The JiMAF’s Evidence Committee Secretary, Alhaji Isa Mustafa, said the forum established Word Development Committees (WDCs) across the 287 wards, to monitor operations of health facilities across the state.

JiMAF comprises representatives of the civil society organisations, media, development partners and the public sector.

Similarly, the state governor, Umar Namadi during a recent visit to the General Hospital, Dutse, frown at the unbecoming behaviour of some health workers allegedly found selling free drugs meant for women and children.

He said the action sabotaged government’s policy on free healthcare for children and lactating mothers.

The governor, who expressed dismay over the poor state of the facility, directed for adequate monitoring and supervision of all health facilities to enhance quality healthcare service delivery in the state. 

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Reps task health ministry, institutions on mental health

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The House of Representatives has urged the Federal Ministry of Health and other health institutes to ensure the establishment of mental health units in their health facilities to curb suicide in the country.

The resolution was sequel to a unanimous adoption of a motion by Rep. Clement Nwachukwu (APGA-Anambra) at plenary on Wednesday.

Moving the motion earlier, Nwachukwu said that the primary responsibility of the government was to protect and safeguard the lives of Nigerians as outlined by Section 14(2) (b) of the Constitution.

He said that the section stipulated that the security, safety and welfare of the people of Nigeria should be the primary purpose of the government.

He recalled that on July 12, a teenager took her life after being raped in Oyo, saying that it was one out of many suicide cases underreported and mostly unreported in Nigeria due to social stigmatisation.

Nwachukwu said that there had been media reports on an alarming rise in suicide deaths between 2022 and March 2023.

According to him, suicide is seen as a taboo in most parts of the country and hidden by families due to cultural factors.

He expressed concern that fresh cases of suicide as published in the print media, had a greater proportion of youth as victims.

“In January 13 and 14, Joseph Olona, a 300-level student at Federal University of Technology, Akure (FUTA) and 50-year old Ojo Ogundeji, both committed suicide.

“The risk factors for suicide such as mental health conditions, substance use, access to lethal means, prolonged stress, unemployment, financial crisis and child abuse and neglect pose huge threats to Nigerians.

He regretted that there had not been adequate sensitisation of the provisions of laws and guidelines on how people struggling with mental health problems could receive help.

According to him, campaigns should reduce stigma and ensure the acceptability of the regulations to protect the dignity of people struggling with mental health.

The house, however, urged the Federal Government to tackle all factors responsible for increasing suicide in the country.

The lawmakers tasked the ministry to collaborate with relevant institutions to ensure that research on mental health would be put into practice for evidence-based care to Nigerian citizens.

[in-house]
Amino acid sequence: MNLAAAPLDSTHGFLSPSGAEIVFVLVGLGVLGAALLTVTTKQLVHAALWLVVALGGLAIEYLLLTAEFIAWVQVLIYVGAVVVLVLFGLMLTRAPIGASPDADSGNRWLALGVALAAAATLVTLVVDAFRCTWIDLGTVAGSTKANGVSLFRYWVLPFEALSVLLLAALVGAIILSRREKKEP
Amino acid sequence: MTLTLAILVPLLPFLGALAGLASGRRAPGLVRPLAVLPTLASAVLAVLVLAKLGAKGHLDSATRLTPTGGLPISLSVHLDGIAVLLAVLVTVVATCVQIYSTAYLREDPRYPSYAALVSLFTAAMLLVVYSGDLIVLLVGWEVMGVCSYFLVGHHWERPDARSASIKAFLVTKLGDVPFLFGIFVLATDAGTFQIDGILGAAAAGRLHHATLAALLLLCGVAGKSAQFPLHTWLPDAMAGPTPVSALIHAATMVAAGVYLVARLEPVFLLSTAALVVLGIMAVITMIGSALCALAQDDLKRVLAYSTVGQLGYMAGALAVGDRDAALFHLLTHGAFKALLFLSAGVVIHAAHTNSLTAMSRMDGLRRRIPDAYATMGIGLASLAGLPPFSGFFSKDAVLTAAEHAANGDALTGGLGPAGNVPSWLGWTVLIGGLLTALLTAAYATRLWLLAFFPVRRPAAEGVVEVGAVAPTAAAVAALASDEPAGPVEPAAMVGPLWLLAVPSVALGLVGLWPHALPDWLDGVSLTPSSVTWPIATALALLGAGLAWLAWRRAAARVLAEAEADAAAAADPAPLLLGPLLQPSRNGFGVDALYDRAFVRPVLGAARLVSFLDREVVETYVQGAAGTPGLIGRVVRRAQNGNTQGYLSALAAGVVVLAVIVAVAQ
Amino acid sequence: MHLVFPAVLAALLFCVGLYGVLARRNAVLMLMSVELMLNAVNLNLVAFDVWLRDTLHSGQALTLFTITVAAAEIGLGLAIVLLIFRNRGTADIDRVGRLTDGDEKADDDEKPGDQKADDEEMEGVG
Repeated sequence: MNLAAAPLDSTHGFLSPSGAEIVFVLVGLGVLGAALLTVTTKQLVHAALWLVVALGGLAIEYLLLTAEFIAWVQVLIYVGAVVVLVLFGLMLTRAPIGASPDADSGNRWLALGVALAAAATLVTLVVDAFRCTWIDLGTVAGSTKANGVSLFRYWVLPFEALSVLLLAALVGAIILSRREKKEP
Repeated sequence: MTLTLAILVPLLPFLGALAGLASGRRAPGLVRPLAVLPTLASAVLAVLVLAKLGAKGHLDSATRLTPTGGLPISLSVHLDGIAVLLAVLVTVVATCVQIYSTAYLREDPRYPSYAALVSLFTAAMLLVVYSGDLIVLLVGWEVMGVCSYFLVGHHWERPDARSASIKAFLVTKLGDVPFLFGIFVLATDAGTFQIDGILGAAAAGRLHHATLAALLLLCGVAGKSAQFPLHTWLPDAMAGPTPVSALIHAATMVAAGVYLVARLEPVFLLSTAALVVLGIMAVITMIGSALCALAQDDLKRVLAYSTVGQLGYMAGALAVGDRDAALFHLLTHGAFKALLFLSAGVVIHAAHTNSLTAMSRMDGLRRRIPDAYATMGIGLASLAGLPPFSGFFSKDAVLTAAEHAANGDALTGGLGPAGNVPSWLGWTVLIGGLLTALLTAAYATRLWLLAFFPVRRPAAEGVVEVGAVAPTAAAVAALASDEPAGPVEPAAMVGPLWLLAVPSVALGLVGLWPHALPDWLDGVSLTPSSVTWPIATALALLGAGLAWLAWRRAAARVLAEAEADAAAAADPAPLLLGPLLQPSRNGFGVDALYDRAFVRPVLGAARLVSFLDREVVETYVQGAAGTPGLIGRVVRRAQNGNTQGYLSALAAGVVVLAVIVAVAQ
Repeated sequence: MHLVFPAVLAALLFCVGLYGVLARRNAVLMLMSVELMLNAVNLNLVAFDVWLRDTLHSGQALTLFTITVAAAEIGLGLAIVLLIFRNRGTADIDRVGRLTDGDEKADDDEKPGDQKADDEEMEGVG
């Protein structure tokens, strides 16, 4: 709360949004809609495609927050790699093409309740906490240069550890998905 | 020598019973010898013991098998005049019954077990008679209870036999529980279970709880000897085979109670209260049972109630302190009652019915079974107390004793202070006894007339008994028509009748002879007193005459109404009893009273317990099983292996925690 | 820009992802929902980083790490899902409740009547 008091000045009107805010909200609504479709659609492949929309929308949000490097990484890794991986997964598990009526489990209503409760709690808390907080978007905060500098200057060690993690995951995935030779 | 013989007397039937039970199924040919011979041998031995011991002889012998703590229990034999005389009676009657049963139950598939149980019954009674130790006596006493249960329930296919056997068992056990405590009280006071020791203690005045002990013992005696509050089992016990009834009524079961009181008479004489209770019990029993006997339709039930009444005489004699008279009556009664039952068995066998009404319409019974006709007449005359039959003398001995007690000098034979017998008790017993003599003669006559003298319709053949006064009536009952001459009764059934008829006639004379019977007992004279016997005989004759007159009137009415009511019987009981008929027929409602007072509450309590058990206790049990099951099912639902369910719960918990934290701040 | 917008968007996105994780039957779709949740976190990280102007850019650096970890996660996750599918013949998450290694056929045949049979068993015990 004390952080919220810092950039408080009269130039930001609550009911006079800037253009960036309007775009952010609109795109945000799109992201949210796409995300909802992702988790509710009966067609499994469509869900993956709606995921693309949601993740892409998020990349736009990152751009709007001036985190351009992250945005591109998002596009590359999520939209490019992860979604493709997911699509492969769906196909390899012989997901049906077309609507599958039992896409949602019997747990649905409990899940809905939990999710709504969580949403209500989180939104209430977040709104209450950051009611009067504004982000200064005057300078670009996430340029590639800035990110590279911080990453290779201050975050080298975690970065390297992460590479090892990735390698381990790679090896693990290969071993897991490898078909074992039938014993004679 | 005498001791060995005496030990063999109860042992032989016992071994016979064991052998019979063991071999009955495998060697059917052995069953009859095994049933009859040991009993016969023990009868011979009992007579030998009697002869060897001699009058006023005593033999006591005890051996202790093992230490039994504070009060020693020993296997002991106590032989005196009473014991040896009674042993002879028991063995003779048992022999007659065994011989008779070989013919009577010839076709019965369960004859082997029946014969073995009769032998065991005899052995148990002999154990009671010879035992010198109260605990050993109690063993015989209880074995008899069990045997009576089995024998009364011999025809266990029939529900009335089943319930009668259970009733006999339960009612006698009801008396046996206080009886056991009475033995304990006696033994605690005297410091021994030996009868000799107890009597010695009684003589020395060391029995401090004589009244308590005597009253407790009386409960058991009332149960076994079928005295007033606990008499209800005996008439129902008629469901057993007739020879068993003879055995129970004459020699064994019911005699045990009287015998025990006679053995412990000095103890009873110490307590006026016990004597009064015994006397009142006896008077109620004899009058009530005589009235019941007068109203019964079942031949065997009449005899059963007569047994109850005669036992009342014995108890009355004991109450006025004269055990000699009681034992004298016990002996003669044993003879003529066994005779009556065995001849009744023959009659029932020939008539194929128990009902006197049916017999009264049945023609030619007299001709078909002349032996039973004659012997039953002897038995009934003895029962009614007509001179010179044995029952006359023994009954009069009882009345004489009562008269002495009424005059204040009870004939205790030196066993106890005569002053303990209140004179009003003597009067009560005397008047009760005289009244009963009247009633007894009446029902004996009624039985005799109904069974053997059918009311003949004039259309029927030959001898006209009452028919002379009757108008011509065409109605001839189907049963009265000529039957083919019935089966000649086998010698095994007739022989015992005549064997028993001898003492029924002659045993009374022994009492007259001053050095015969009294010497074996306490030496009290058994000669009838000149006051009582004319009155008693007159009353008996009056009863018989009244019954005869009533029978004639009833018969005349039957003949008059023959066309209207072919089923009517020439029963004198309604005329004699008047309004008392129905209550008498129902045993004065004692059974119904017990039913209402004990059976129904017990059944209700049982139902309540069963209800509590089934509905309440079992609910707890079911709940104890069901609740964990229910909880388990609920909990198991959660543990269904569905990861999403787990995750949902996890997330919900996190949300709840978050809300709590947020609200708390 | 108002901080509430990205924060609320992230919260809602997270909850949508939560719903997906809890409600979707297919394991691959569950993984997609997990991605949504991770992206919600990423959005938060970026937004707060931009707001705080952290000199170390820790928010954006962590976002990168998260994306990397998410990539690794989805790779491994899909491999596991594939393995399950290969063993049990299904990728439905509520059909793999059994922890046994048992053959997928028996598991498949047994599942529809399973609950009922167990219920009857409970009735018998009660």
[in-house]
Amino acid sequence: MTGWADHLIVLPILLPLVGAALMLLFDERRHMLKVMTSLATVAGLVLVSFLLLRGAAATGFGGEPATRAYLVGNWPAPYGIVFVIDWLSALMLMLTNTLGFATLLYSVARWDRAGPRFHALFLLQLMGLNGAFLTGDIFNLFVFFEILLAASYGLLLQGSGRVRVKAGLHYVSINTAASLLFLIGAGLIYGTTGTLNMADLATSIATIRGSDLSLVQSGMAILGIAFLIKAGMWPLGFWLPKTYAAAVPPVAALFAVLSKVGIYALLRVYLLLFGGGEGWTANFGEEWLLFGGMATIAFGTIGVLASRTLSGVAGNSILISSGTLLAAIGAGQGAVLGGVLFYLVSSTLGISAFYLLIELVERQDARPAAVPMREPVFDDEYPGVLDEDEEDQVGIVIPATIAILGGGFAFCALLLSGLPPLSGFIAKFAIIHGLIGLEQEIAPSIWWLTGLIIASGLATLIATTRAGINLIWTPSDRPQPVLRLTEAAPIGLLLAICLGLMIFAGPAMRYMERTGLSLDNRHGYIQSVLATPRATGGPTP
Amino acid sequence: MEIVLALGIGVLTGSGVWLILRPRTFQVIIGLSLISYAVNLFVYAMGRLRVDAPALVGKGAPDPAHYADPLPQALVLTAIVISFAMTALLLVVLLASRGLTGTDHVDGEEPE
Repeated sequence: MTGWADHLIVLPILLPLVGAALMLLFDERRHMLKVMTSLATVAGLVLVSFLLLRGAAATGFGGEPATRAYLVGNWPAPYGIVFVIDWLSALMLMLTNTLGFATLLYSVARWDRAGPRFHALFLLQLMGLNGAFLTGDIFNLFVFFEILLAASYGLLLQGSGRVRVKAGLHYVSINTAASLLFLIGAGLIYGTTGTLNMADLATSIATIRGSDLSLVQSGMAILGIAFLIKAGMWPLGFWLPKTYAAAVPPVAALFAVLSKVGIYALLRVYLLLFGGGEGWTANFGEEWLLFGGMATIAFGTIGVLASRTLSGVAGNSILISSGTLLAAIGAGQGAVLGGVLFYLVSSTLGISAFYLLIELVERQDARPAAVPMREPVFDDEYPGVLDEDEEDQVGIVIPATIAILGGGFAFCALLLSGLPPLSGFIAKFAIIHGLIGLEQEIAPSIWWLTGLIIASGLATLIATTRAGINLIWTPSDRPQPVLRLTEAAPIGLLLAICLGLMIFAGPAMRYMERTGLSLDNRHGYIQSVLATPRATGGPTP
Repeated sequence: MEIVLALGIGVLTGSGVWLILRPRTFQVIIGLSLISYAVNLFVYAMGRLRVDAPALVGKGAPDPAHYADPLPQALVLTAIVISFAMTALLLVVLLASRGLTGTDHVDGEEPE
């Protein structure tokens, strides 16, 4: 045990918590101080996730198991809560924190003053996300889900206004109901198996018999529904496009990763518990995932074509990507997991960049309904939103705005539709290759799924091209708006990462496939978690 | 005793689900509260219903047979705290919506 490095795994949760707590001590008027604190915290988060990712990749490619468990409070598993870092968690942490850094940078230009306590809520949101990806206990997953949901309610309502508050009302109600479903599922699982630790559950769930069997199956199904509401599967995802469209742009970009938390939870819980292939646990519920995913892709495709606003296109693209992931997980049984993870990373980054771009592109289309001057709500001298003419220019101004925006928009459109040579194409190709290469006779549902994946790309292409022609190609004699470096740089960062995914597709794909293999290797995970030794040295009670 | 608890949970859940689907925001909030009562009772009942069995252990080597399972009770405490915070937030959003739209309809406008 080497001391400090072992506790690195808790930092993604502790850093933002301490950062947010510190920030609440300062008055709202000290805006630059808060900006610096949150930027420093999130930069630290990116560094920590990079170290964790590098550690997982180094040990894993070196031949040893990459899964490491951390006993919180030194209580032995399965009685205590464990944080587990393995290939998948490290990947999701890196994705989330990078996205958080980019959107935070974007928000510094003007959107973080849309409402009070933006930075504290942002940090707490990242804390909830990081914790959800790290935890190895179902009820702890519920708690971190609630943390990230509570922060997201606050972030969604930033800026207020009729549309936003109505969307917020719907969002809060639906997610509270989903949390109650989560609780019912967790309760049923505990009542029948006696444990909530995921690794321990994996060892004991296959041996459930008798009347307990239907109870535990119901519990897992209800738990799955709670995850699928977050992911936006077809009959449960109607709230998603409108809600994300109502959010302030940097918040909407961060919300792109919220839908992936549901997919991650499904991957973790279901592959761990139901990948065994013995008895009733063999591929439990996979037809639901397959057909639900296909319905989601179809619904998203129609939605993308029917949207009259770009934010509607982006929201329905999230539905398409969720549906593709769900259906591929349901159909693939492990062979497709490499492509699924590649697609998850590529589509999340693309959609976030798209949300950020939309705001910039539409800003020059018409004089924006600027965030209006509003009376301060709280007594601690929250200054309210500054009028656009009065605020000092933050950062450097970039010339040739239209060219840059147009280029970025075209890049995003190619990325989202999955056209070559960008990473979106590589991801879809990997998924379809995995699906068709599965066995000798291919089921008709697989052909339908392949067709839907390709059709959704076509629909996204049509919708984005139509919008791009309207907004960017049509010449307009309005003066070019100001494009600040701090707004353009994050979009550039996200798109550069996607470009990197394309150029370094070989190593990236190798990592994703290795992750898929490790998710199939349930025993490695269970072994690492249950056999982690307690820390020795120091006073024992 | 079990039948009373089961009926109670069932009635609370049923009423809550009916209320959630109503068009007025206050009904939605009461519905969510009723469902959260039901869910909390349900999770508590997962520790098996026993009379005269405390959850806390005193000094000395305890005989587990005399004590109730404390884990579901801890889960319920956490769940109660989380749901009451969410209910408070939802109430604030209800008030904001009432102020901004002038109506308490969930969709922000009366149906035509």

In his ruling, the Deputy Speaker of the house, Rep. Benjamin Kalu, mandated the Committees on Healthcare Services and Health Institutions to evaluate the implementation of the content of the Mental Health Act.

Kalu also urged them to conduct a need-assessment of the full implementation of the law.

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Health

World Heart Day: FG unveils cardiac emergency response devices

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The Federal Government on Friday unveiled the Cardiac Emergency Response Box otherwise known as Automated External Defibrillators (AEDs) to respond to heart emergencies such as cardiac arrest.

The Coordinating Minister of Health and Social Welfare, Prof. Ali Pate, inaugurated the three devices in Abuja in commemoration of the 2023 World Heart Day.

The theme for the celebration is “Use Heart, Know Heart”.

The News Agency of Nigeria (NAN) reports that the day is set aside by the Cardiovascular Health Community all over the world to raise awareness about the importance of the heart and promote preventive measures to reduce the global impact and burden of heart diseases.

Pate who was represented by the Minister of State, Dr Tunji Alausa, said that the boxes which were donated by the Nigerian Heart Foundation (NHF) would be deployed at appropriate designated high population areas such as airports.

According to him, AEDs are portable, life-saving medical devices used to revive sudden heart arrest.

Pate said that the heart is one of the vital organs of the body and the engine room responsible for pumping life-sustaining blood to all parts of the body.

He added that the heart needs to be protected against diseases and conditions that would cause it to malfunction.

“Statistics from the World Health Organisation (WHO), shows that Cardiovascular Diseases (CVDs) are the leading Non-Communicable Diseases (NCDs) and are the foremost cause of death globally, taking an estimated 17.9 million lives each year.

“Of these cardiovascular deaths, 85 per cent are due to heart attack and stroke, and over three-quarters occur in low- and middle-income countries.